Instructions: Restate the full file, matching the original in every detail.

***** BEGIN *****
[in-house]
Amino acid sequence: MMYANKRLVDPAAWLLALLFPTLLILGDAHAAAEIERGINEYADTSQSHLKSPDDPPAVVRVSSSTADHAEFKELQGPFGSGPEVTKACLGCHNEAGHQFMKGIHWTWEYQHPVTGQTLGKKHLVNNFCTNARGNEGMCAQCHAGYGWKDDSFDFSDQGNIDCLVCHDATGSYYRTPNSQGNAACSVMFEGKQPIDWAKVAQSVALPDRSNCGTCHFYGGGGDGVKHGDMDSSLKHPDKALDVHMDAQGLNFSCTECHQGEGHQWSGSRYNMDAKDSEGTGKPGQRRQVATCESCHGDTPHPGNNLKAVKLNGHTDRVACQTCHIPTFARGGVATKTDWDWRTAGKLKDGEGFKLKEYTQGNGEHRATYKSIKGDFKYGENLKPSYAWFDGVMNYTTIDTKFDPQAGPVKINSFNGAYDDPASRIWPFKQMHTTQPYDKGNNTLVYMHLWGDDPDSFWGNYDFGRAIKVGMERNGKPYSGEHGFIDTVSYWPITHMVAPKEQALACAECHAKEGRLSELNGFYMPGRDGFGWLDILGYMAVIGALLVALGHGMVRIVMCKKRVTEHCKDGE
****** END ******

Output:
[in-house]
Amino acid sequence: MMYANKRLVDPAAWLLALLFPTLLILGDAHAAAEIERGINEYADTSQSHLKSPDDPPAVVRVSSSTADHAEFKELQGPFGSGPEVTKACLGCHNEAGHQFMKGIHWTWEYQHPVTGQTLGKKHLVNNFCTNARGNEGMCAQCHAGYGWKDDSFDFSDQGNIDCLVCHDATGSYYRTPNSQGNAACSVMFEGKQPIDWAKVAQSVALPDRSNCGTCHFYGGGGDGVKHGDMDSSLKHPDKALDVHMDAQGLNFSCTECHQGEGHQWSGSRYNMDAKDSEGTGKPGQRRQVATCESCHGDTPHPGNNLKAVKLNGHTDRVACQTCHIPTFARGGVATKTDWDWRTAGKLKDGEGFKLKEYTQGNGEHRATYKSIKGDFKYGENLKPSYAWFDGVMNYTTIDTKFDPQAGPVKINSFNGAYDDPASRIWPFKQMHTTQPYDKGNNTLVYMHLWGDDPDSFWGNYDFGRAIKVGMERNGKPYSGEHGFIDTVSYWPITHMVAPKEQALACAECHAKEGRLSELNGFYMPGRDGFGWLDILGYMAVIGALLVALGHGMVRIVMCKKRVTEHCKDGE